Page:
Read the rest from Biographile

  • Spread @12:08AM, 2015-08-14
    Tags: literature, pens, ,   

    Writers & Their Favorite Tools 

    I am not alone in my intense relationship to the tools of the writing trade, so I thought I’d ask some writers I deeply admire about their favorite pens and pencils. The first person who came to mind was Mary Norris, author of Between You & Me: Confessions of a Comma Queen and a copy editor for The New Yorker.

    Source: Writers and Their Favorite Tools ‹ Literary Hub

  • Titus Toledo @1:53AM, 2015-08-05
    Tags: , literature, ,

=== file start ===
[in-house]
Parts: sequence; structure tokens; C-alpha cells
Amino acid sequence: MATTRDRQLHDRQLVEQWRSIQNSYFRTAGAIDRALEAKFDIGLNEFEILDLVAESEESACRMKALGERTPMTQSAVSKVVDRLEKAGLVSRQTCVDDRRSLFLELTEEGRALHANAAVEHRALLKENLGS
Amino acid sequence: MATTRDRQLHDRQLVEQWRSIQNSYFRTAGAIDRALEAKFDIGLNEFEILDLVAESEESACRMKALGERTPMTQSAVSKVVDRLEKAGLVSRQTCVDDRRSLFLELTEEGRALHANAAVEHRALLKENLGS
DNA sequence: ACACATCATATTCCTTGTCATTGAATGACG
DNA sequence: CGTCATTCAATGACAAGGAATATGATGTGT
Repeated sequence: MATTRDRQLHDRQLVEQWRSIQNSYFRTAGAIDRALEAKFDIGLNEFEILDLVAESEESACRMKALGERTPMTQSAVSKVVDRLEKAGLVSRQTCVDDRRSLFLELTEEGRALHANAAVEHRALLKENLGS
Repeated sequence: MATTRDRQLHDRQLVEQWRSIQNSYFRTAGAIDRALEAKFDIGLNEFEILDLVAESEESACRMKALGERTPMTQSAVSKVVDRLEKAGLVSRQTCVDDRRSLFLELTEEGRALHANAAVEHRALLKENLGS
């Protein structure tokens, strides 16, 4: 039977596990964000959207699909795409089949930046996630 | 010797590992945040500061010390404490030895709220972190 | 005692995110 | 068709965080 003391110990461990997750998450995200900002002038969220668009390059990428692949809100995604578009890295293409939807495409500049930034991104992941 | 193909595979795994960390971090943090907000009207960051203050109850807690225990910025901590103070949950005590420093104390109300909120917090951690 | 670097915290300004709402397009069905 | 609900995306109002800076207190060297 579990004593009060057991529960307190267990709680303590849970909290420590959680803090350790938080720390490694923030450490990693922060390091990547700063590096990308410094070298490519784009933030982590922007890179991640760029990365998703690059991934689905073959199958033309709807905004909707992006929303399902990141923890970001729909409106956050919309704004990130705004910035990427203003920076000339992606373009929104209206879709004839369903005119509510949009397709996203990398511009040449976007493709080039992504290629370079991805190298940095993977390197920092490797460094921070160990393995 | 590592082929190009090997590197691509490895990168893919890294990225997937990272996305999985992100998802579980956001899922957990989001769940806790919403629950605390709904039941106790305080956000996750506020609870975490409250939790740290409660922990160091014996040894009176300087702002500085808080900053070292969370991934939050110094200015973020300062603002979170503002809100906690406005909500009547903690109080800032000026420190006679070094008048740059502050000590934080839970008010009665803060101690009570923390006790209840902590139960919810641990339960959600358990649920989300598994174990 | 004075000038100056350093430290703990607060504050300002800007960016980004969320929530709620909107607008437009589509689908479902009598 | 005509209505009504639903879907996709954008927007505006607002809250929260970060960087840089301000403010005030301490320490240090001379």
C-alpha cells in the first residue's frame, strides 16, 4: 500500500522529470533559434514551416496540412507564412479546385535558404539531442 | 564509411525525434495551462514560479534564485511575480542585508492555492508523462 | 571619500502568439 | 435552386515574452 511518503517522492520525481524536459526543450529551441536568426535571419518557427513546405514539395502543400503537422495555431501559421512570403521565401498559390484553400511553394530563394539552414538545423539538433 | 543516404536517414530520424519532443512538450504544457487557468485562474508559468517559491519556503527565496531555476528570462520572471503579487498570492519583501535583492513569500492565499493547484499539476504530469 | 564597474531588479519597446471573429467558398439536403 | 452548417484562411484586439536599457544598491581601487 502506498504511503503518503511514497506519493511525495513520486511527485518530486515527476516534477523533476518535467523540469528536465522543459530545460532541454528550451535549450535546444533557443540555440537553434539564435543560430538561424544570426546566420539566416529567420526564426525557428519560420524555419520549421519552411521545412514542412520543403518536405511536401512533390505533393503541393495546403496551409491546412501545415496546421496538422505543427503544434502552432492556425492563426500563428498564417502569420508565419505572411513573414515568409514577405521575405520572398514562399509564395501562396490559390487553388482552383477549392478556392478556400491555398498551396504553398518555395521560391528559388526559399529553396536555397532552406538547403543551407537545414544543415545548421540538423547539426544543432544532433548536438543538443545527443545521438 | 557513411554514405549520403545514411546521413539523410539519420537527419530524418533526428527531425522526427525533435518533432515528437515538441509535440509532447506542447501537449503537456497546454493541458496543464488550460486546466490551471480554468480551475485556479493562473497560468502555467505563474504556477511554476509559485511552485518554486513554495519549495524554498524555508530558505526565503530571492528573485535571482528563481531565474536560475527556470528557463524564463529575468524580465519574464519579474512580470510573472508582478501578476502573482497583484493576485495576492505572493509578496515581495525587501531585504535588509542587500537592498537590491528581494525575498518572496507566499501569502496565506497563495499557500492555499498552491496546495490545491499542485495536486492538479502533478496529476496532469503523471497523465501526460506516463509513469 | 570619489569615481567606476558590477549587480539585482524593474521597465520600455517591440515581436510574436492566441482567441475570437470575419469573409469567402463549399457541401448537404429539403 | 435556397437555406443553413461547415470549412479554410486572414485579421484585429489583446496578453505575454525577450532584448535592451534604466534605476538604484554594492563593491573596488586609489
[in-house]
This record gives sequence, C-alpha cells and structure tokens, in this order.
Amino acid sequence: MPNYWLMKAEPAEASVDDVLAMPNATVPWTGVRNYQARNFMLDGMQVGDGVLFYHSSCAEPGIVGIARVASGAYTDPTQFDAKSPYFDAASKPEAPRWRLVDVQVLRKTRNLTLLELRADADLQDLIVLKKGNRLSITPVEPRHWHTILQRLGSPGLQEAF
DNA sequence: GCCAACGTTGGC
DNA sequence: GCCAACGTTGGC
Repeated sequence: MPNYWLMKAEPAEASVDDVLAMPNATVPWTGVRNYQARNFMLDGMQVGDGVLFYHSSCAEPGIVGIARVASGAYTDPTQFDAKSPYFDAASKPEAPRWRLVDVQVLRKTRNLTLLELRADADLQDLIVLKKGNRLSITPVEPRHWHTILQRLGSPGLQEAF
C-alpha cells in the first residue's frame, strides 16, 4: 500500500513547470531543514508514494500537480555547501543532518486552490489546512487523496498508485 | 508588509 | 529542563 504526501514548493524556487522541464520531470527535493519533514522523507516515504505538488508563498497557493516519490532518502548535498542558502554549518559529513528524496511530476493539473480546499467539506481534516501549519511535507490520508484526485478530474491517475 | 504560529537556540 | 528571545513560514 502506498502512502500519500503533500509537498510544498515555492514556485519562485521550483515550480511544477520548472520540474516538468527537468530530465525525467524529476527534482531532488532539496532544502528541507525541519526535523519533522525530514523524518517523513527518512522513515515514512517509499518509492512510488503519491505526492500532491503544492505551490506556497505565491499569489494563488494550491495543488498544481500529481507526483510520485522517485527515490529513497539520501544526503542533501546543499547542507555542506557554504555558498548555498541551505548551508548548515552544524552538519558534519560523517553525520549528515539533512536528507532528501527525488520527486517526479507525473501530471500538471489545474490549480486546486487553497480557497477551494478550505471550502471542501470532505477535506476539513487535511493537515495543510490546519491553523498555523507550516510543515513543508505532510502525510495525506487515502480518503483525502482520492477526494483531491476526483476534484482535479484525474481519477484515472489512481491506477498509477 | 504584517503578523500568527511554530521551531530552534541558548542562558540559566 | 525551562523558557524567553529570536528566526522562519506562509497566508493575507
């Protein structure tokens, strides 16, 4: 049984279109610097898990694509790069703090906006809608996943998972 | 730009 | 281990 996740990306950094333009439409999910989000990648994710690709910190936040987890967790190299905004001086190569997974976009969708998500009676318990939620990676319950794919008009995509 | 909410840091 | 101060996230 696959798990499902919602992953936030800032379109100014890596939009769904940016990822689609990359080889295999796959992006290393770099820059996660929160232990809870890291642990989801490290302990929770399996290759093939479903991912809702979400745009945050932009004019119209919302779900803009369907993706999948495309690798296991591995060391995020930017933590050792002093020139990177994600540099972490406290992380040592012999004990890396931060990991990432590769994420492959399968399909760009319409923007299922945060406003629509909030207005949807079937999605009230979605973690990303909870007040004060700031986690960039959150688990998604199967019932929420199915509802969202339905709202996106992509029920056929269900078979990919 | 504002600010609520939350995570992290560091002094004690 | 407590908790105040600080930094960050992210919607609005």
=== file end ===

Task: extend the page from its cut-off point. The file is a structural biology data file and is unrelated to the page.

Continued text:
Kurt Vonnegut: so it goes 

    “I say in speeches that a plausible mission of artists is to make people appreciate being alive at least a little bit. I am then asked if I know of any artists who pulled that off. I reply, ‘The Beatles did’.” —Kurt Vonnegut

  • Titus Toledo @2:53AM, 2015-07-14
    Tags: , literature, ,   

    Poetry Mathematics 


    2.1. ( a ) What is literal in poetry must be in some significant way (aspect, regard) incomplete, so that there is no complete discernable literal proposition. ( b ) This is a feature of the idea that poetry, as its mathematics, must be both incomprehensible and incontrovertible.

    2.2. Poetry differs from nonsense in being incontrovertible.
    It cannot be proved to be nonsense, that nothing is being said.

    2.3. The classics are static. They do not change.

    2.4. A greater amount of emotion is the effect of a greater